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After the overthrow of the tyrannical Nicolae Ceaucescu in December, 1989, the world became aware of the horrendous conditions in which so many Romanian children were living. Thousands of handicapped and able-bodied children were living in squalid "orphanages" and thousands more, numbering at least 20,000, were living on the streets. A combination of crushing poverty and disastrous state policies regarding contraception and child care contributed to one of the worst tragedies of modern Europe.
This documentary film focuses on the lives of a group of children living in a Bucharest underground station, the oldest in her late teens, the youngest barely past toddlerhood. The camera captures how these children live, and the ways in which they care for each other and for themselves as they endure violence and abuse, huff paint fumes from paper bags, and try to survive.
Summary:Steve James, director of the film, Hoop Dreams, spent four years filming the life of Stevie Fielding, a young man with a long and disturbing history of physical abuse, sexual abuse, learning difficulties and abandonment. The film is a reunion of sorts, chronicling how the director and Stevie get to know one another and each other's families after years have passed. Since they first met, Stevie seems to have turned from a troubled kid into a violent, cynical, debilitated young man and during the course of the film, Stevie is brought to trial for perpetrating child abuse. When the director Steve James was at Southern Illinois University, he was in the Big Brother-Little Brother programme: Stevie Fielding was his Little Brother.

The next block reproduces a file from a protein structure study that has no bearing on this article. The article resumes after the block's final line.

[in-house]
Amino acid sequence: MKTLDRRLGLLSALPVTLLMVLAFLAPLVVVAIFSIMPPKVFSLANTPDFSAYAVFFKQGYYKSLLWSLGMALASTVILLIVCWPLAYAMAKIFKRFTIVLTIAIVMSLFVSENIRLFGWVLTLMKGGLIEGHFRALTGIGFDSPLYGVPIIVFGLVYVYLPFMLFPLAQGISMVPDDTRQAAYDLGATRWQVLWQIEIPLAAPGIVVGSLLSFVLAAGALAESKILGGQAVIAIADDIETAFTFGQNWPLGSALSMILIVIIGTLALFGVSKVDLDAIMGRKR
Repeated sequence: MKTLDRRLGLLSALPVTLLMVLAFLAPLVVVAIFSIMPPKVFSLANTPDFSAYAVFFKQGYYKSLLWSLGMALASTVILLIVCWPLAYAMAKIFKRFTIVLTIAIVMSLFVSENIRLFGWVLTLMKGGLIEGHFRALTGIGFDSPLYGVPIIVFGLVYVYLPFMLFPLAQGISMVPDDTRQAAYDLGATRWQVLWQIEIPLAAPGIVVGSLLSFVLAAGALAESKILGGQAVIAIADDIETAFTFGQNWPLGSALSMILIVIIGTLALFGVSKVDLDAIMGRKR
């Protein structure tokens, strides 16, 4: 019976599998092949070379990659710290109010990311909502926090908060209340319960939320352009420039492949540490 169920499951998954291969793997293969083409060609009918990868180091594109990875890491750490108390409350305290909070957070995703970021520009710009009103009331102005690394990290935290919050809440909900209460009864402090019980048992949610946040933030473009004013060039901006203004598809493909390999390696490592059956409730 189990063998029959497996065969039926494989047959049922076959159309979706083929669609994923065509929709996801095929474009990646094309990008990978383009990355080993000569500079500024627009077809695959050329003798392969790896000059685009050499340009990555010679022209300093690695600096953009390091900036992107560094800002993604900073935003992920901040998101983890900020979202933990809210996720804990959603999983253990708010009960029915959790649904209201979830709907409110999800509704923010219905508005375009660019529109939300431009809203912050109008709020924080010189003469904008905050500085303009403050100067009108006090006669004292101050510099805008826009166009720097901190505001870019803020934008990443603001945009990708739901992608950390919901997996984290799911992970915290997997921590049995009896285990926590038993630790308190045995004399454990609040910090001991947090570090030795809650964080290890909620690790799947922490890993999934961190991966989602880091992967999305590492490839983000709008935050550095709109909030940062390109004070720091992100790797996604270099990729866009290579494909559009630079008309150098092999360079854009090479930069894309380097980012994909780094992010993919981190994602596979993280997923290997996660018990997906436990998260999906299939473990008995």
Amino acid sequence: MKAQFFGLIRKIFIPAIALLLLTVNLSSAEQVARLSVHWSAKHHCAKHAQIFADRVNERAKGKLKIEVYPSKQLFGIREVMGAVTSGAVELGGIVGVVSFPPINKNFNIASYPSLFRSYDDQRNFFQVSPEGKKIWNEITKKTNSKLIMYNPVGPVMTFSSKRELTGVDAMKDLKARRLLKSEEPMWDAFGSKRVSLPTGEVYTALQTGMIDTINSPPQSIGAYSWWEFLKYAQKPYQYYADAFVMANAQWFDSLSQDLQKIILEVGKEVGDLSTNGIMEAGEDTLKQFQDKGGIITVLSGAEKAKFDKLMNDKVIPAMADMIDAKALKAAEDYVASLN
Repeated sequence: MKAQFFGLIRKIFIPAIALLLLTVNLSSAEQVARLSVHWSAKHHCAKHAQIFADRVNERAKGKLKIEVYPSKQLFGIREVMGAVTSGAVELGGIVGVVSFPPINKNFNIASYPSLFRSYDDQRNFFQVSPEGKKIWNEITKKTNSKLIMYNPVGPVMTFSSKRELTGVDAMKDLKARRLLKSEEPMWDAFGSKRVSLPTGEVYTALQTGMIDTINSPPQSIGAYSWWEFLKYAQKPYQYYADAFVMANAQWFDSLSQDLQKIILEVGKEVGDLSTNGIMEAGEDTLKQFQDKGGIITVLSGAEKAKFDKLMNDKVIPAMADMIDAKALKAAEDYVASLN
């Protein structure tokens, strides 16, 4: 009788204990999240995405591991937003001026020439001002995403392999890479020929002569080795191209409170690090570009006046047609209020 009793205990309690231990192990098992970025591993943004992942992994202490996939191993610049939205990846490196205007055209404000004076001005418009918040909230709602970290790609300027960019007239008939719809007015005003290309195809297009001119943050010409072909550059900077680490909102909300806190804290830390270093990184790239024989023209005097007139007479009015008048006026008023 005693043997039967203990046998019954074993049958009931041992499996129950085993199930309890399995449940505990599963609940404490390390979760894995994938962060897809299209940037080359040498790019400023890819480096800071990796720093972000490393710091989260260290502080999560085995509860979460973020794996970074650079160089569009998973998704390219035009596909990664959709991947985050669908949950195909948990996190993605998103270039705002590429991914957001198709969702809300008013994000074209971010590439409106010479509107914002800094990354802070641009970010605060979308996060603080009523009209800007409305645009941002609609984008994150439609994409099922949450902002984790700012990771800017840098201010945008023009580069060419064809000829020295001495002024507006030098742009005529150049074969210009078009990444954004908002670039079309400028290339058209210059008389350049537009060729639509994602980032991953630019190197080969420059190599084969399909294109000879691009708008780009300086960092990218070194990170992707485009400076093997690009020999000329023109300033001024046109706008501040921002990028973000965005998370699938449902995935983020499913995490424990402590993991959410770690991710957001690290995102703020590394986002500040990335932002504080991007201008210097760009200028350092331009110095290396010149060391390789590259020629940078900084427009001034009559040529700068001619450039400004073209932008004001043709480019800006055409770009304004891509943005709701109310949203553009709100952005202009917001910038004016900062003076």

Fin (Peter Dinklage)--short for Finbar--is an achondroplastic dwarf and a taciturn lover of trains. He repairs toy trains in a shop run by a tall elderly black man. When the shop owner dies suddenly and bequeaths Fin a "house" in Newfoundland, New Jersey, Fin, jobless, uproots himself to seek out his inheritance. The house turns out to be a deserted, former Station House adjacent to train tracks and is located in an abandoned section of the community.
Fin tries to make the house livable, sleeps on a sofa, and relocates the outside mailbox so that he can reach it. Once he can demonstrate that he receives mail and pays bills at that location, he applies for a library card--he is an avid reader of train lore. Fin seems content to sit on an outdoor bench, clocking the trains that pass by, reading his books, walking the tracks, and keeping to himself in his little house.
Two people interrupt his solitude: Joe (Bobby Cannavale), a gregarious young man who has taken over his sick father's food truck stand--and Olivia (Patricia Clarkson), an artist and divorcee who twice nearly runs Fin off the road in her small SUV. Joe tries repeatedly to engage Fin in conversation and comraderie; Olivia makes fumbling apologetic overtures to Fin. Fin grudgingly begins to engage with Joe and Olivia and they become a threesome as Joe and Olivia follow Fin on his train track walks, sit with him as he clocks trains, and share dinner at Olivia's waterfront home.